Efforts to Manage Critical Talent Fall Short

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September/October 2014

Efforts to Manage Critical Talent Fall Short

efforts to manage critical talent fall short


Nearly two-thirds (64%) of North American employers believe that managing critical talent is essential to success, but fewer than a third (30%) say their programs for managing it are extremely effective, according to Mercer’s Critical Talent Practices Survey. The survey, conducted earlier this year, included responses from 124 employers across the for-profit and not-for-profit sectors in the US and Canada.

Mercer’s talent management experts note that companies are not capitalizing on all of the approaches and resources available, such as monitoring talent through workforce analytics. Although companies spend a good deal of time and money identifying and rewarding top employees, they put much less effort into formally tracking and communicating the development of talent — areas that can make talent strategies more effective.

According to Mercer’s survey findings, three-quarters (75%) of organizations employ processes to identify critical talent, with approximately 2%–5% of the workforce categorized as critical. However, less than half (49%) of organizations notify critical talent of their status and just 34% track the status of their critical talent in their HR systems. (See Figure 1.)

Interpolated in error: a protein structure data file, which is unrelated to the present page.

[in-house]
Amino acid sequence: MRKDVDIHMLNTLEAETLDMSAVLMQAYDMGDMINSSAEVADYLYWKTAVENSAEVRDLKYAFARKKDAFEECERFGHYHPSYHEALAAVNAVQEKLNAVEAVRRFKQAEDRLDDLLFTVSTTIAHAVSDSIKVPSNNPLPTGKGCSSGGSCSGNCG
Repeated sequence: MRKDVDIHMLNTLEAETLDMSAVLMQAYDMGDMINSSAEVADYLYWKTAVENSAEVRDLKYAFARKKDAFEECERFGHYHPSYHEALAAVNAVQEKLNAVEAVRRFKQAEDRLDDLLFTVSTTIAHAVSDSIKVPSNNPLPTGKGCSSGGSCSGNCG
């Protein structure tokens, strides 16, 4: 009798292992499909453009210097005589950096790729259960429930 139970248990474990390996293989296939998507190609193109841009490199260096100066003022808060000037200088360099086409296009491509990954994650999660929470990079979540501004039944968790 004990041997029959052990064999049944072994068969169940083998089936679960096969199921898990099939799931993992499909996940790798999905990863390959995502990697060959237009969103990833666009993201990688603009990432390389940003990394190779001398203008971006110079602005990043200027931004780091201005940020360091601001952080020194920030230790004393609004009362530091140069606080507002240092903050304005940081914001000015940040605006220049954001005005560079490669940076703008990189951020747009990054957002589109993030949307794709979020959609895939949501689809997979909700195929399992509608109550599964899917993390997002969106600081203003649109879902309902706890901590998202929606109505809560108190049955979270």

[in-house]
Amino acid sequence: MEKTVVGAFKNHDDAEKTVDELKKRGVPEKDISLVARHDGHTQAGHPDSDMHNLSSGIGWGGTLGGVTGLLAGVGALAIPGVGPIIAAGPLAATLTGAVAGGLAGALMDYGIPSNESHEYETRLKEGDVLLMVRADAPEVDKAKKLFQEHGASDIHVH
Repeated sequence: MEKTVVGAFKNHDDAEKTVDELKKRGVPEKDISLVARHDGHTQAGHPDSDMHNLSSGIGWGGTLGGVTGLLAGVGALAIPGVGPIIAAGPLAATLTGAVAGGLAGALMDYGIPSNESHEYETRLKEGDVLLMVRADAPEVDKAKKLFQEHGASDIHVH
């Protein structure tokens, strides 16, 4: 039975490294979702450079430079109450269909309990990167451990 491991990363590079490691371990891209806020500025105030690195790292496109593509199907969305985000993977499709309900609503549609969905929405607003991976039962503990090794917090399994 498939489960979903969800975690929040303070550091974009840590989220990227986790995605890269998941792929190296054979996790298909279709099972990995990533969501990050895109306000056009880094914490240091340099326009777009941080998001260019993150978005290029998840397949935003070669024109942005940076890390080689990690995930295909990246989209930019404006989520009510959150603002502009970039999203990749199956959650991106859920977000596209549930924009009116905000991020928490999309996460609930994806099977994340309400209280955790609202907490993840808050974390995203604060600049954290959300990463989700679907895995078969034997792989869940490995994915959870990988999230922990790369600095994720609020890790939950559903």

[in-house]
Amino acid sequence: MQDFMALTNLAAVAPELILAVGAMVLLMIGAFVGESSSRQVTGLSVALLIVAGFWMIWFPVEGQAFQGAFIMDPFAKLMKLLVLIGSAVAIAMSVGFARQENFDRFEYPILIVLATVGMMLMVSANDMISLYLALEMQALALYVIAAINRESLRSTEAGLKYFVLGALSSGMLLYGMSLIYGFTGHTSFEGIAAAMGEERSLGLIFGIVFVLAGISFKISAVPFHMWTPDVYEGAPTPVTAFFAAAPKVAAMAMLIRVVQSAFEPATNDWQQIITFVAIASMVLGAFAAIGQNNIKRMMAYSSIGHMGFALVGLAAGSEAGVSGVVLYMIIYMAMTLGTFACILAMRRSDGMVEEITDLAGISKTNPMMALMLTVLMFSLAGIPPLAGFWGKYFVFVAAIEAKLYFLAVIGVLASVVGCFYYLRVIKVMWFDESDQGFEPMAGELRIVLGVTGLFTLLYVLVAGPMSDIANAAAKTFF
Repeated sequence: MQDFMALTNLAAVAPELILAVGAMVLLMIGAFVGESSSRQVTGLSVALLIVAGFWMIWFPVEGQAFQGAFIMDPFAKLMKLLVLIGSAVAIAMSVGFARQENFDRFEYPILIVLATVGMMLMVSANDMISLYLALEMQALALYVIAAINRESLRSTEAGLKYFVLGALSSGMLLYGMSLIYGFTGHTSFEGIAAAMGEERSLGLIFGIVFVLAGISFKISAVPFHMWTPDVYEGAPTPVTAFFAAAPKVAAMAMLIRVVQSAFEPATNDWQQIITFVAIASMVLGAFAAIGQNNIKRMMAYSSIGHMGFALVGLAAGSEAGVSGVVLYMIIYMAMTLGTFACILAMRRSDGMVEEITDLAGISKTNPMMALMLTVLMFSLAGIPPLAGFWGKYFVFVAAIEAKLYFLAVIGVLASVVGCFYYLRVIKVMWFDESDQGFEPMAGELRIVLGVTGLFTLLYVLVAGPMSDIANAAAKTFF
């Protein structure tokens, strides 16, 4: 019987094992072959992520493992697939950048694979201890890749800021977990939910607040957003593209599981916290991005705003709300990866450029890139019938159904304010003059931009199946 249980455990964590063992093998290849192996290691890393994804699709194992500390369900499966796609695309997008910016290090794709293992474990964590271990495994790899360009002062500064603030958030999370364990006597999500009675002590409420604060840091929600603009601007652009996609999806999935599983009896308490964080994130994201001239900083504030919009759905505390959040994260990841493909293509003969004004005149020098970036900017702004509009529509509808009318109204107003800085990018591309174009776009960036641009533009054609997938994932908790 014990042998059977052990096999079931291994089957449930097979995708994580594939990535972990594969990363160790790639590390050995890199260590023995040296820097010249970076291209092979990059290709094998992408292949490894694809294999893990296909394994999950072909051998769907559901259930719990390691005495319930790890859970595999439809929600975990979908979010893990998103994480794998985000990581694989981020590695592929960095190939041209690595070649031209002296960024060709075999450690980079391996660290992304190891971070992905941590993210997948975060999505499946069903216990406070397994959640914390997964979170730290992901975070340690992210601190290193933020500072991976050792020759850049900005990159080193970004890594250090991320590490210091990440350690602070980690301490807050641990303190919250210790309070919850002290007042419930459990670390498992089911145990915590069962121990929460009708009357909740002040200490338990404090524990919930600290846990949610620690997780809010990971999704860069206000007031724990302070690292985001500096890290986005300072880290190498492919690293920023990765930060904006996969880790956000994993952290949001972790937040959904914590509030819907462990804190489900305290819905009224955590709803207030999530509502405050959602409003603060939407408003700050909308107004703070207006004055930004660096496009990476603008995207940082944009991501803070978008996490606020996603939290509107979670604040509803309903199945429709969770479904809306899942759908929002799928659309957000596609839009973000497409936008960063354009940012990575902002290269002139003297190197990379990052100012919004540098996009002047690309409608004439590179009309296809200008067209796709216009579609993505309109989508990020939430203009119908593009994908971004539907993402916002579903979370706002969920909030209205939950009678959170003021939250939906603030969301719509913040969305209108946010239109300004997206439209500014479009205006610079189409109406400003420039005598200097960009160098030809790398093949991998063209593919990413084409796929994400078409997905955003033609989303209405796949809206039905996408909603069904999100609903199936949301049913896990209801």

Although companies believe that managing critical employees is necessary to execute a successful talent strategy, most do not take time to forecast critical talent needs and develop employees for these roles that could positively impact retention and engagement efforts.

In fact, high performers are most often identified by how well they performed in the past. (See Figure 2.) Since future needs and current performance both play a role, companies may be overlooking employees for critical roles.

One of the most effective ways to retain critical talent is to ensure transparency so that critical performers understand their status. This can be the foundation to understand such performers’ career aspirations and to find ways to enrich the employee experience. According to the Mercer survey, the ability to make a difference in the job function leads the list, reported by 59% of organizations. Other noncash rewards identified include career progression (53%), healthy living/wellness (49%), and recognition (45%). Interestingly, just 27% of organizations incorporate pay into their employment brand to attract and retain top talent.

More than half (56%) of participating organizations believe it is important to build an employment brand, whether formal or informal, for attracting, retaining, and engaging critical talent. 

Given companies’ focus on employment branding and the prevalence of noncash rewards, better communication with critical talent along with greater transparency regarding critical talent status are two worthy considerations to further differentiate the employee experience.


Learn more and download the Critical Talent Practices Survey results.



Loree Griffith (New York)
Principal, Talent
+1 212 345 5616
Mary Ann Sardone (Atlanta)
Partner, Talent
+1 404 442 3502
Matthew Stevenson, PhD (Washington, DC)
North America Workforce Analytics and
Planning Practice Leader
+1 202 331 5291

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